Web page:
Dueling Yeasts

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EinGutesBier

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Recently, I've been toying with an idea for my next batch. Here's what I'm thinking: I harvest the yeast from my current batch, feed it and keep it going, then use it for my next batch either as a supplemental yeast. Pretty much when it's pitching time, my brand new yeast that I'd order for that batch would go in, but then, maybe after the krausen dies down, I'd pitch my harvested yeast. Either that, or I'd pitch it at a better time. Some of the questions I've got are:

How would this affect the fermentation as a whole? Would there be a taste difference as a result of the 2nd yeast's characteristics? How would attenuation be affected? And would one yeast cannibalize the other? Also, has anyone else done this before?
 

Donasay

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I have actually pitched 2 different types of dry yeast into the same fermenter before. It is hard to tell if one dominated or if they both did their own thing seperately. I have heard of several people on here racking their beer into secondary letting it clear, and then pitching a different variety of yeast at bottling time, you might want to give that a try.
 

Funkenjaeger

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There are plenty of yeast blends out there, so mixing yeast isn't entirely uncommon. For that matter, many people pitch dry yeast as an emergency method to try and restart a stuck fermentation. If you pitch two yeasts in similar quantities, you'll probably get characteristics of both of them.

But the question is, what are you trying to achieve? Are you using two yeasts because you want characteristics of both, or are you just trying it as a science experiment?
 

HBDrinker008

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I unless it is a very big beer, pitching the second yeast when the krausen goes down probably wont have much affect. Fermentation is probably done at that point and there most likely aren't any sugars left for the second crew. If its a big beer and the first yeast can't finish then it may be a good idea but otherwise i dont think pitching at that time will do any good.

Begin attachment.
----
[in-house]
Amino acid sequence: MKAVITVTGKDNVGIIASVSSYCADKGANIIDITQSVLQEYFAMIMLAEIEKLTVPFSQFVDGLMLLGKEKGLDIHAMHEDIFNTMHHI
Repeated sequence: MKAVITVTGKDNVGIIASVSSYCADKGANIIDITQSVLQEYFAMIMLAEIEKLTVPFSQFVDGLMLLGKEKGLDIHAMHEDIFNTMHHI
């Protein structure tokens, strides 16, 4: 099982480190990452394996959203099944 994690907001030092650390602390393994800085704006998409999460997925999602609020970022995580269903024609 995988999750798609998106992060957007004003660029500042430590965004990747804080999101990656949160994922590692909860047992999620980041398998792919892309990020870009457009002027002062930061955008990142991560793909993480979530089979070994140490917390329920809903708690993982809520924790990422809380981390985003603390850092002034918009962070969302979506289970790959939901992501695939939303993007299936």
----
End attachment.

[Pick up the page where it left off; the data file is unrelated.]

david_42

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If you are trying to get flavors from both yeasts, you should pitch them together. Otherwise, the first yeast gets all of the goodies. The exception would be if the second yeast has a higher attenuation, but even then it wouldn't add much, just make the beer drier.
 

TexLaw

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Pitching more than one s. cerevisiae strain simultaneously is, at best, unpredictable and depends on the characteristics, health, and pitching rates of each yeast. If you want to play around with multiple strains, but you want results you can replicate or adjust, split your batch and pitch separately. That way, you can control the influence of each strain by controlling your split volumes.


TL
 

count barleywine

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My two crosses were whitelabs East Coast ale with WL California ale, great strong ale but they are pretty nuetral strains. Five days ago I did ten gallons of German Hef, but the LHBS only had one tube of WL Ger. Hef, so I also pitched a tube of WL Belgian wit along with it. No sample yet but I can't wait to taste the results.
 
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EinGutesBier

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To answer some earlier questions, this is sort of a science experiment. But it's also based on tried and true brewing. The way I see it, there's two scenarios:

1.) I add the fresh yeast and the harvested yeast at the same time and the fresh yeast takes the lead while the harvested yeast, due to being "weaker" from the previous fermentation, will be more subdued.

2.) I add the fresh yeast for the initial fermentation and add a fruit slurry, possibly with candi sugar, after the krausen recedes and with that I add my harvested yeast, giving both yeasts an equal chance at "the taste spotlight."
 
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EinGutesBier

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EinGutesBier said:
To answer some earlier questions, this is sort of a science experiment. But it's also based on tried and true brewing. The way I see it, there's two scenarios:

1.) I add the fresh yeast and the harvested yeast at the same time and the fresh yeast takes the lead while the harvested yeast, due to being "weaker" from the previous fermentation, will be more subdued.

2.) I add the fresh yeast for the initial fermentation and add a fruit slurry, possibly with candi sugar, after the krausen recedes and with that I add my harvested yeast, giving both yeasts an equal chance at "the taste spotlight."
Does anyone have an experience with this that would give me insight regarding the likely income between #1 and #2? Thanks!
 
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